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26 January 2008

Right, Different or Excellent?

Looking back I can recall conversations with people where this was their response to my behavior:

Why do you always do it that way? It's not like there is a right or wrong way to do it, so why do you act like your way is right?
A long time ago I may have thought to myself, 'Well of course my way is the right way.' But over time I've come to the conclusion that there is more than just right vs. wrong when it comes to behavior. In fact I'd probably break it out into three categories.

  1. Right vs. Wrong: There's no getting around the fact that there are things that are considered right or wrong. People will try to confuse you by injecting situational ethics, but it doesn't change the fact that we (as Christians) take a pretty hard line on a variety of Biblical truths. Adultery for example: If someone asked me why I was being faithful to my wife I would say two things. First, 'Because I love her with all my heart.' And second, 'Because it's the right thing to do.'
  2. Just Different: Next there are those things that really don't matter. There isn't a right vs. wrong issue at work and there is no significant reason why you would do it one way or the other. These are typically things that have become habits over time. Putting on your pants for example: People typically put a certain leg into their pants first. No problem - no right or wrong in this situation. You simply do it this way so your brain doesn't have to waste processor time on the various micro-behaviors involved of putting your leg into your pants. Don't believe me? Just try putting the other leg in first next time. You brain will actually have to think about what you are doing to make it work. And there is no recognizable difference between left or right leg to speak of.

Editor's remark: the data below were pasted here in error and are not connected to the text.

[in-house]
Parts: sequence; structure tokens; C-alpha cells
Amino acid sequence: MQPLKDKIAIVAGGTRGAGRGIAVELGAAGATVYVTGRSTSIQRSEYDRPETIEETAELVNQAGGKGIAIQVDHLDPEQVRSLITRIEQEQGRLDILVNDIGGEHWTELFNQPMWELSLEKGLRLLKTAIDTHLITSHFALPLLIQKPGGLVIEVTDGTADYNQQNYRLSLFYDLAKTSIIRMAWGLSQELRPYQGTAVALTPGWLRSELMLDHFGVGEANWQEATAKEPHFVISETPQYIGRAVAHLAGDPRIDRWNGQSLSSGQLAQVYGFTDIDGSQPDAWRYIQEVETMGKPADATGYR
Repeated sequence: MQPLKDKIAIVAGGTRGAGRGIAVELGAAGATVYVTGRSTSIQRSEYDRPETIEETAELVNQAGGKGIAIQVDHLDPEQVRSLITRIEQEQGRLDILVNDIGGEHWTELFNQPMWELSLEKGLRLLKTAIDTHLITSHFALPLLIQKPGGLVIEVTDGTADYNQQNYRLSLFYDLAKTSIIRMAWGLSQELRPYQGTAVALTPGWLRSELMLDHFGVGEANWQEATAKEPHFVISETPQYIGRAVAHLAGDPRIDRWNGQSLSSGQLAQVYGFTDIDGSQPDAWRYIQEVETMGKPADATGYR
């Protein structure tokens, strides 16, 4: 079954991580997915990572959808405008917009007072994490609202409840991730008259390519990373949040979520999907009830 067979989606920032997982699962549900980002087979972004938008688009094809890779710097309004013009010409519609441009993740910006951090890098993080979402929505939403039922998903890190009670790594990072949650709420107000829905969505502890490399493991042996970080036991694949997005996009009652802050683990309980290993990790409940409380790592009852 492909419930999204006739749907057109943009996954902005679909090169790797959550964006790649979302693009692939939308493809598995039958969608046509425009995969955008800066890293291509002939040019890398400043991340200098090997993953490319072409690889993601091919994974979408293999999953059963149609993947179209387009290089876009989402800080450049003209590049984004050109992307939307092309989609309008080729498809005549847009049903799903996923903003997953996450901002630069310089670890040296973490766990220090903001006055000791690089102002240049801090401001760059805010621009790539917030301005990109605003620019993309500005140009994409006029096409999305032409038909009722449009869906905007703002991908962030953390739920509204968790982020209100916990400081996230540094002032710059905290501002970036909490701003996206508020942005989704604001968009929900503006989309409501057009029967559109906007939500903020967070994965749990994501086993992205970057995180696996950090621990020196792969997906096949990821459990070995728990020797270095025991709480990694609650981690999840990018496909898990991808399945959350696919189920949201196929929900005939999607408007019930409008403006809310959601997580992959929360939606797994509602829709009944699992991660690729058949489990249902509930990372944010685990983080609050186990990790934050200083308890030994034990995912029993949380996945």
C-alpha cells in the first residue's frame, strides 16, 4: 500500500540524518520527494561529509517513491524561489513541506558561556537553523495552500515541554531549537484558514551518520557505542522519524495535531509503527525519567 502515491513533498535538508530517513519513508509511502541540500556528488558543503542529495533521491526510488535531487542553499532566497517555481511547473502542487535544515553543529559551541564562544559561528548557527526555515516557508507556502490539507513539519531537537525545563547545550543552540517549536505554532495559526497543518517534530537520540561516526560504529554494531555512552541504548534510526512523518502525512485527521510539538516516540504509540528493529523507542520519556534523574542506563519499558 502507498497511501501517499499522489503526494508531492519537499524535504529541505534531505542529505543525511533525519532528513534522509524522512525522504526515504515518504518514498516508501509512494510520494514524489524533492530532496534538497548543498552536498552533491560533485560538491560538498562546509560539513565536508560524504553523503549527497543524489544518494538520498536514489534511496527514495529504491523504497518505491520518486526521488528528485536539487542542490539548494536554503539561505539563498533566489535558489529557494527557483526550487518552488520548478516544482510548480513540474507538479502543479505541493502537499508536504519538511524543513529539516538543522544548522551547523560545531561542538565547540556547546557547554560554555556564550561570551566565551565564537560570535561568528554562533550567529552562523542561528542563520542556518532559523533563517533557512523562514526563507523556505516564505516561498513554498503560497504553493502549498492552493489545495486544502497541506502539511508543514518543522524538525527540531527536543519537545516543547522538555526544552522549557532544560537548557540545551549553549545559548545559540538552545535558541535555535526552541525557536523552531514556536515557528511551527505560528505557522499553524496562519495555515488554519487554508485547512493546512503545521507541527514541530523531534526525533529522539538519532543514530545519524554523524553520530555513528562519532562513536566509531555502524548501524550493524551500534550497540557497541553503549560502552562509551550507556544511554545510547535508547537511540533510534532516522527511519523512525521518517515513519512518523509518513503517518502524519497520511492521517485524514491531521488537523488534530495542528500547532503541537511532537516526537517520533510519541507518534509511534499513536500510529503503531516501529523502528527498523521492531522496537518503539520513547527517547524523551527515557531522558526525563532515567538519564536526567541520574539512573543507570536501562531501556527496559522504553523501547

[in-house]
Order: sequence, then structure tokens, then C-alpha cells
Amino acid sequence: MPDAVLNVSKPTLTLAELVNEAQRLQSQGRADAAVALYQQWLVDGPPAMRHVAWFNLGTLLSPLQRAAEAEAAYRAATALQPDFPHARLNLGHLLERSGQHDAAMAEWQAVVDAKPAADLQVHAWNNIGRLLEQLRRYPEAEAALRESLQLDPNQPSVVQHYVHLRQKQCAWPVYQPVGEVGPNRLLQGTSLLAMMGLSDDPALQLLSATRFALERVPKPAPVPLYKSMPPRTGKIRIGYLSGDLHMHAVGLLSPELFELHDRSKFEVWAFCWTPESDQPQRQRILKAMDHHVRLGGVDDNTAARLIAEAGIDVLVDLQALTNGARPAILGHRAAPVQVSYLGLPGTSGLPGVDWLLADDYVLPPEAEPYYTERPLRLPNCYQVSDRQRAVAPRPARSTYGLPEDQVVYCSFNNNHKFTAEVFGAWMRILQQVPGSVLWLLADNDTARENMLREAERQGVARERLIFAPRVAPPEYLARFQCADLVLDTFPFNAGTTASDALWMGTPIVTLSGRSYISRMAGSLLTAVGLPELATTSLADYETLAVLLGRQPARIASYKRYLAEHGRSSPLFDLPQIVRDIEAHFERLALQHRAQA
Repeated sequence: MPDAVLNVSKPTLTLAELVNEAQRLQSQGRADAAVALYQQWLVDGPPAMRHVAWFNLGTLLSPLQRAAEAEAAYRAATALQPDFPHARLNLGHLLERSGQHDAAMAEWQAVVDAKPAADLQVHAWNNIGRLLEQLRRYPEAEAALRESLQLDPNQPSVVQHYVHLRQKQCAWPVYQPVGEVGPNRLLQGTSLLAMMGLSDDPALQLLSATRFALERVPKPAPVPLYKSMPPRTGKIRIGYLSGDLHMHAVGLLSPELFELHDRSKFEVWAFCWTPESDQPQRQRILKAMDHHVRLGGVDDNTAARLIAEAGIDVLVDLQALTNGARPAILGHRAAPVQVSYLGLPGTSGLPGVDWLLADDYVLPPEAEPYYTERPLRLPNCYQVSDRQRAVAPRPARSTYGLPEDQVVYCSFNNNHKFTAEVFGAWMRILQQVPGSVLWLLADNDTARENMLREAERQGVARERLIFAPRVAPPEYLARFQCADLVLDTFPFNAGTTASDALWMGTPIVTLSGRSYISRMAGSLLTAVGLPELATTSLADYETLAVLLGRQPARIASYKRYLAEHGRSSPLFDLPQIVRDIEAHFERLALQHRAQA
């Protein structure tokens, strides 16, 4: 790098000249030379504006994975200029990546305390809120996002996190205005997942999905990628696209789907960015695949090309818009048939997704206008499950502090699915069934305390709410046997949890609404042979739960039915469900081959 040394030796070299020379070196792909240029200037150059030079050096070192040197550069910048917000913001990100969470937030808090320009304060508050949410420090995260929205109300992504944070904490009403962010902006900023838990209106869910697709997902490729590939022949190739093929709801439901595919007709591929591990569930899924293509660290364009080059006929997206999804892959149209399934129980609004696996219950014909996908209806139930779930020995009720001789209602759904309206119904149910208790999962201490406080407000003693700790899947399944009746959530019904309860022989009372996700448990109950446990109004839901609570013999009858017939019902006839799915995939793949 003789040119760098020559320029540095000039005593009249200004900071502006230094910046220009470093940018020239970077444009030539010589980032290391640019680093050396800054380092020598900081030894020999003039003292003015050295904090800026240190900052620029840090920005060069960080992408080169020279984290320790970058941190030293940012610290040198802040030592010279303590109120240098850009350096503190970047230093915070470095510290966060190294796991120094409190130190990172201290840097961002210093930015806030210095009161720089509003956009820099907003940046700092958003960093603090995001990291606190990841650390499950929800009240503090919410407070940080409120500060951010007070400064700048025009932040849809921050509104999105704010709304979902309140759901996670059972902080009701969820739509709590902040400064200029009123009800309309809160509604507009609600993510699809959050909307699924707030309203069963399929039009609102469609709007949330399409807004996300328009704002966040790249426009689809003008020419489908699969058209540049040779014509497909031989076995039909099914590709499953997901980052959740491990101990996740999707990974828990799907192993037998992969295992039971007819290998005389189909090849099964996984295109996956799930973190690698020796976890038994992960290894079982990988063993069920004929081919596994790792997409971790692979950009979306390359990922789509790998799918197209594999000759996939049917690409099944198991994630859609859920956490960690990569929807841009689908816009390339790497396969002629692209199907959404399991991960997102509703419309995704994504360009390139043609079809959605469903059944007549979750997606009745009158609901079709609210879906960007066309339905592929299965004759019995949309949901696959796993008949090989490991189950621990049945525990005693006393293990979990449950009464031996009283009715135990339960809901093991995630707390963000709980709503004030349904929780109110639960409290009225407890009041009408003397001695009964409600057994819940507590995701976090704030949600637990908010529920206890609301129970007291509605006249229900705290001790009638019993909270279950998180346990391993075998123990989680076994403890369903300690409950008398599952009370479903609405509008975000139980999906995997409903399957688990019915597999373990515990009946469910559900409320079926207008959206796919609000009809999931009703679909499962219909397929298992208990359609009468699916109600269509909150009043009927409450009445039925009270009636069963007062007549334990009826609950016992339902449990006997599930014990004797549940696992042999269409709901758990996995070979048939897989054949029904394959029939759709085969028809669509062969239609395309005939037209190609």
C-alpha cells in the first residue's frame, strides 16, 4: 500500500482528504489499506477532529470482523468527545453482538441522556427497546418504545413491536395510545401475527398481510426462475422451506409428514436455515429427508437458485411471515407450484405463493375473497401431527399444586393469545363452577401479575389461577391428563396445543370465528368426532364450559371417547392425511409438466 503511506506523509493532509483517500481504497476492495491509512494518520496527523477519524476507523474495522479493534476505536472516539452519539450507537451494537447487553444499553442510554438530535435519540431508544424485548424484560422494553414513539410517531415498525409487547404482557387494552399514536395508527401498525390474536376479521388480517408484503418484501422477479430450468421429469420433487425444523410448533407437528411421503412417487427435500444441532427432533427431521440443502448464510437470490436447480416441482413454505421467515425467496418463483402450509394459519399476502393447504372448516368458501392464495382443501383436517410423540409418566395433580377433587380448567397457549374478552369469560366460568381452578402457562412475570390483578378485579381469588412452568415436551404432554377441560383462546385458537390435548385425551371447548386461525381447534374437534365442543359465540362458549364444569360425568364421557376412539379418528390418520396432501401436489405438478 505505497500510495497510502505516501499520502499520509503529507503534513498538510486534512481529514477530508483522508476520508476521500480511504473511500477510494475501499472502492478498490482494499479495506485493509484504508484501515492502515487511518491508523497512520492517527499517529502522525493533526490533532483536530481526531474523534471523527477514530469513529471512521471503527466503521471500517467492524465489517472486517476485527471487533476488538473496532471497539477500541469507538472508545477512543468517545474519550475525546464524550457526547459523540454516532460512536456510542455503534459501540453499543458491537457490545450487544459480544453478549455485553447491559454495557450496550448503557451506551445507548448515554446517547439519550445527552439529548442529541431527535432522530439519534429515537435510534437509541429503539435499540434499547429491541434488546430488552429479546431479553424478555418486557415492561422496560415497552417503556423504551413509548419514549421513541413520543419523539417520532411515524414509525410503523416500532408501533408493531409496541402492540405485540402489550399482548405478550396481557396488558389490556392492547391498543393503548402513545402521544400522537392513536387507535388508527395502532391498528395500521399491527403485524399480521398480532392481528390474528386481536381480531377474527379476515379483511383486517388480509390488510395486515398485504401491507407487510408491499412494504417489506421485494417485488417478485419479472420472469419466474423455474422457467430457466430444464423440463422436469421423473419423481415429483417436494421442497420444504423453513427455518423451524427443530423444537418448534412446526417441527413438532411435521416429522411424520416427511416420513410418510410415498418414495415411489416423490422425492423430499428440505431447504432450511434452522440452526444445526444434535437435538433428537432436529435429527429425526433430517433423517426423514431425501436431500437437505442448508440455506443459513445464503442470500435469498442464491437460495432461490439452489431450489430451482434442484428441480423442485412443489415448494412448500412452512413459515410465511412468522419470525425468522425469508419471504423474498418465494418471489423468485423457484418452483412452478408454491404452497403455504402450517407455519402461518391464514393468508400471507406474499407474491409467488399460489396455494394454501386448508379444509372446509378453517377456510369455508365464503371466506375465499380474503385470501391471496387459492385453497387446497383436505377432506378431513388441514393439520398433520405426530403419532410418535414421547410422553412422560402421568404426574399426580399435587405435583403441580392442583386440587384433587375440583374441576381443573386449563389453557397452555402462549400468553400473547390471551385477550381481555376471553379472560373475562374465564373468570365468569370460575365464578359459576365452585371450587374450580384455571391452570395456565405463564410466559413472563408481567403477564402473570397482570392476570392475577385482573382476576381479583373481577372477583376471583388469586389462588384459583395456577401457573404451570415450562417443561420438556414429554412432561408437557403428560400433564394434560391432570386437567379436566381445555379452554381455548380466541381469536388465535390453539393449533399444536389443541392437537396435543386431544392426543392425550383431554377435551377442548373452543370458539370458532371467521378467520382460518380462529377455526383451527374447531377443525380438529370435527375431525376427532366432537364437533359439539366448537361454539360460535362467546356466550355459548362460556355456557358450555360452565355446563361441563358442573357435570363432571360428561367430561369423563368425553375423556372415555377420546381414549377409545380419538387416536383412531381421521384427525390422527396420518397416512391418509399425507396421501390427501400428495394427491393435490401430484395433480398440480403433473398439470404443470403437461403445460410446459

3. With Excellence: Then there are those things that don't fit in either of the above categories. They aren't an issue of right vs. wrong but they do have the potential to be seen as excellent or less-than-excellent. And this is where I'm going to spend the most time. Read the two case studies below in order to see what I mean. I'll use one real life example and then a web example just for fun:

The Starbucks Lid Placement Dilemma
Starbucks has great coffee. They have cool looking cups with a great (recognizable) logo and the fun little heat sleeve. But if the lid is not put on the right way - you'll have problems. I know from experience. Allow Bob to explain:

Cups leak. All Starbucks cup leak by design. The cups leak at the seam due to the inability of the lid to seal this discontinuity... -Bob of Goodrich MI (01/03/05)
Now I can hear one Barista saying to another, 'Why do you always have to put the lid opening facing the same way?' And the simple answer would be, 'I don't want Starbucks patrons to get drips of coffee on their freshly pressed white shirts...'

Perfect example of an 'excellence' decision.

The ALT vs. TITLE Dilemma
Those of you that code html will understand this. When you place a picture in a page, or you have a picture or graphic that is a link, it's helpful to describe the picture or action that will occur so the user won't have to click to figure it out. You also want this description to show on the page in case the image doesn't appear quickly or so there is content on devices where only text and links are displayed.

The dilemma exists because there are two ways to accomplish it. You can either add an alt="description here" or title="description here".

Or, if you strive for excellence, you'll use both.

Why? Because if you only use the ALT attribute, only your Internet Explorer audience will see the 'tool tip' when you hover over the image/link. In order for your (ever growing) Firefox audience to see it you need to use the TITLE attribute too.

And again I can hear people saying, 'Why do you always use both?' And I would say, 'So my entire audience gets the same experience.'

In Summary: In every situation or decision you have to make:

  1. First determine if there is a moral or ethical component - and do the next right thing.
  2. Second, if there is no moral or ethical component, ask yourself if there are a variety of ways that it could be done.
  3. If there are multiple ways to do it, pick the one that makes this world a better place, makes life easier for people or just seems to be the 'excellent' choice.